In the event that Tebow does become the starting quarterback, he will be under at least 10 times more pressure to perform well in New York compared to Denver. The Jets have not won a Super Bowl since 1969 and their fans are desperate for a title right now. If Tebow ends up being the one that leads the Jets to the promised land, he will need to consistently perform even better than he did with the Broncos.
The Tebow trade will affect Sanchez mentally as well. Sanchez has been the Jets' starting quarterback for the past three seasons, which have included two trips to the AFC championship game, plus a disappointing 2011 season.
After getting his three-year extension, he then sees his team acquire another quarterback, which probably annoyed the heck out of him. Despite him saying that he will enjoy working with Tebow, Sanchez must see that the Jets are really starting to doubt him.
Will Tim Tebow become the Jets' starting quarterback in 2012?
He will be under a lot more pressure than ever before, thanks to Tebow's presence. As a result, he will need to have his best season ever in order for the Jets and their fans to keep believing in him.
Head coach Rex Ryan and his coaching staff will have their own issues to deal with as far as this matter goes. Every time Ryan has a press conference, he will be asked repeatedly about his two quarterbacks, and particularly, which of the two will be playing more.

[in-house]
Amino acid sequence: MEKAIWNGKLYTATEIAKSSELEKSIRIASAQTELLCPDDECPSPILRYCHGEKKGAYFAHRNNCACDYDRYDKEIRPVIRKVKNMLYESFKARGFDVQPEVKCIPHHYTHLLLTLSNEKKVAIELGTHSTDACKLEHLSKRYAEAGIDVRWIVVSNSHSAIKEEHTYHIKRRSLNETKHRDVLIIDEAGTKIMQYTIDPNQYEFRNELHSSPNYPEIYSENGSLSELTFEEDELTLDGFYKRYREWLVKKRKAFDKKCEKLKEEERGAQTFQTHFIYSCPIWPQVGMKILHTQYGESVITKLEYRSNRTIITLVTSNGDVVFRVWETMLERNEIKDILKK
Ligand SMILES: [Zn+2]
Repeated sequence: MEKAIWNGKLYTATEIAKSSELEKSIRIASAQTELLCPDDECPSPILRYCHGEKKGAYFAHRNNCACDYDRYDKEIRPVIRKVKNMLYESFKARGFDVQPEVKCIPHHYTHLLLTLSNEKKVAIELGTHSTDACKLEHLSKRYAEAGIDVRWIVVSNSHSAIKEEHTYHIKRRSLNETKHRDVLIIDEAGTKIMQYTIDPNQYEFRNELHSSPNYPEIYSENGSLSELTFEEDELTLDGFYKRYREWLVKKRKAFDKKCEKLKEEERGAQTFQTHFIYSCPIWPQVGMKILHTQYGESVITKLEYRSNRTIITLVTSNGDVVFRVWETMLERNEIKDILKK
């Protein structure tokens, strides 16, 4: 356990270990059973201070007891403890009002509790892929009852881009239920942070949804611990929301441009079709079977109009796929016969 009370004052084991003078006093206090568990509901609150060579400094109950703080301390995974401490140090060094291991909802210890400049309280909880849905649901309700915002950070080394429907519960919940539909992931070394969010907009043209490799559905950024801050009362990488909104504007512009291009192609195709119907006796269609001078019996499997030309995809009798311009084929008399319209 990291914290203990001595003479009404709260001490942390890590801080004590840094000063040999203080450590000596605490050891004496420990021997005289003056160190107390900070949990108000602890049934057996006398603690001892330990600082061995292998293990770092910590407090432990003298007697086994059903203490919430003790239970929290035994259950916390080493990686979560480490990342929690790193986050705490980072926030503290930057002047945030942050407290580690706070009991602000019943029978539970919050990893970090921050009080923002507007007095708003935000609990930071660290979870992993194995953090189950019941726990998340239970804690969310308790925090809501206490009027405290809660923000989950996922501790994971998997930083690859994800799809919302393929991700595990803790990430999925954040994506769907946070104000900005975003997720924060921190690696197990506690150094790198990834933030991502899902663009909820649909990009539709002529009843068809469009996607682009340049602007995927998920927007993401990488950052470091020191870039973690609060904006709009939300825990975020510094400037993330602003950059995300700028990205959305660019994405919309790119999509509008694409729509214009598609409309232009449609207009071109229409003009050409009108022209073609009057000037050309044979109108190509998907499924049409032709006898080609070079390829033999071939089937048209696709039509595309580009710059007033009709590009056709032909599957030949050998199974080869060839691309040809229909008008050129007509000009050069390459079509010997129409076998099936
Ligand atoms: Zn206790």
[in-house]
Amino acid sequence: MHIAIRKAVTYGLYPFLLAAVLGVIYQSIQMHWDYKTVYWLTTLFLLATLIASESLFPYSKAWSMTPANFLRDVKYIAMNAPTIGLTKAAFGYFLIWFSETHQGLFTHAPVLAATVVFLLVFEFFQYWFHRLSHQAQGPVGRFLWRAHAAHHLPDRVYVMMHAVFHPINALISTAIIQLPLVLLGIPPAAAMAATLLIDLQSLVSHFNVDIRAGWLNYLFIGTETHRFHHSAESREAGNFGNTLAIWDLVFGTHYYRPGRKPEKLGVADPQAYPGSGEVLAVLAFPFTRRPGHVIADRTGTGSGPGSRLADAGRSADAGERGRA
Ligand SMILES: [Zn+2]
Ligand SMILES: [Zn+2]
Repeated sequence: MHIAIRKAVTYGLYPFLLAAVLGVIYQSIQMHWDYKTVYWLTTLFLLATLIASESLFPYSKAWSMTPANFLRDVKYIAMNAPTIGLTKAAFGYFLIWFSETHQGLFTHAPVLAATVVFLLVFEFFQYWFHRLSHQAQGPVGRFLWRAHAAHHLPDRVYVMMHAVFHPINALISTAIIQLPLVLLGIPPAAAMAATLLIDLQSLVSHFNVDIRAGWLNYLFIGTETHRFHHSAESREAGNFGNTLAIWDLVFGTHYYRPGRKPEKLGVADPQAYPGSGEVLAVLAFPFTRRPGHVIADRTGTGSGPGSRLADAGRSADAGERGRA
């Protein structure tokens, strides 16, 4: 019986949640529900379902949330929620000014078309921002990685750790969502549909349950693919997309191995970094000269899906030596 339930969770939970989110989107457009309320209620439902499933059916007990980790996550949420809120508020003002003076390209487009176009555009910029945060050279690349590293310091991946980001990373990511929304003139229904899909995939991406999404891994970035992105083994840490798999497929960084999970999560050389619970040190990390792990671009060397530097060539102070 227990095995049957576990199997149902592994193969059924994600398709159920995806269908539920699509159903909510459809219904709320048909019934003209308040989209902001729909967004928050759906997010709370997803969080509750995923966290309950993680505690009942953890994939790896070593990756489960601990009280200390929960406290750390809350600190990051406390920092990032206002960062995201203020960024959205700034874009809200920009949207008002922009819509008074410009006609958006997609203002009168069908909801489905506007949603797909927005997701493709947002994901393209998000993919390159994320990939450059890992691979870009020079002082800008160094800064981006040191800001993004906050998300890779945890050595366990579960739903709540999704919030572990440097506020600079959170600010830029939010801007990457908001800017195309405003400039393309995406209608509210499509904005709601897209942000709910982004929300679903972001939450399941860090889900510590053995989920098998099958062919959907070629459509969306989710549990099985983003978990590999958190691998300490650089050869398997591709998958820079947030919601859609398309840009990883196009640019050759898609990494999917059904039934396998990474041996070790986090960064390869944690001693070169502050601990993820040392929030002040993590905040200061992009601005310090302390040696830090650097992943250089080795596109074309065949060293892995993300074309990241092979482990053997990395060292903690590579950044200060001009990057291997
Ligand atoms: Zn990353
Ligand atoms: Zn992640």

As if Ryan's job as the Jets' head coach wasn't stressful enough, the Tebow acquisition will only add to it. Ryan has become well known for talking a lot about how successful the Jets will be, but with last year's disappointing finish, his job might be on the line if the Jets do not make the postseason in the 2012 season.
General manager Mike Tannenbaum and owner Woody Johnson are under more pressure now too. Tannenbaum was the one that did the work in order to get Tebow to the Jets, so the way that this trade turns out for the Jets could have a significant impact on Tannenbaum and the job he has done for the Jets.
Even other members of the Jets' offense could be affected negatively by this trade. The offensive line, and especially center Nick Mangold, will have to get used to blocking for both Sanchez and Tebow. Being that Tebow throws the football left-handed, Mangold will have to position his snaps differently as well, and it may take some time before Mangold gets used to snapping for both without making mental mistakes.
Finally, the Jets' wide receivers will now be given added work because they will have to practice running routes for both quarterbacks and it could be a lot for them to remember. Relationships between all these players will be critical as well because some receivers may prefer running routes for Sanchez, while others could be more comfortable with Tebow.
Furthermore, Holmes, for one, will likely get grilled with questions from the media about which quarterback he likes playing with more, for example. It will be something that these players would rather not have to deal with, but because Tebow is who he is, it will happen no matter what.
All in all, the Tebow media circus will instantly become a nightmare for the Jets. The Jets have recently craved attention, but this kind of attention will be too much for them to handle, to the point that it could definitely affect their on-field play negatively.
A lot of egos and attitudes are likely to get in the way and this should not be the direction that the Jets want to go in, particularly in light of their team chemistry issues in 2011. The Tebow acquisition itself could be a high risk or a high reward. In other words, the Jets could really pay off from this trade, or it could provide even more unneeded problems.
Not everyone will come out happy from this, so it will be very fascinating to see how the 2012 season unfolds for the Jets. The only people that are guaranteed to be happy are the members of the media because they will never run out of stories to write, regarding the Jets and Tim Tebow.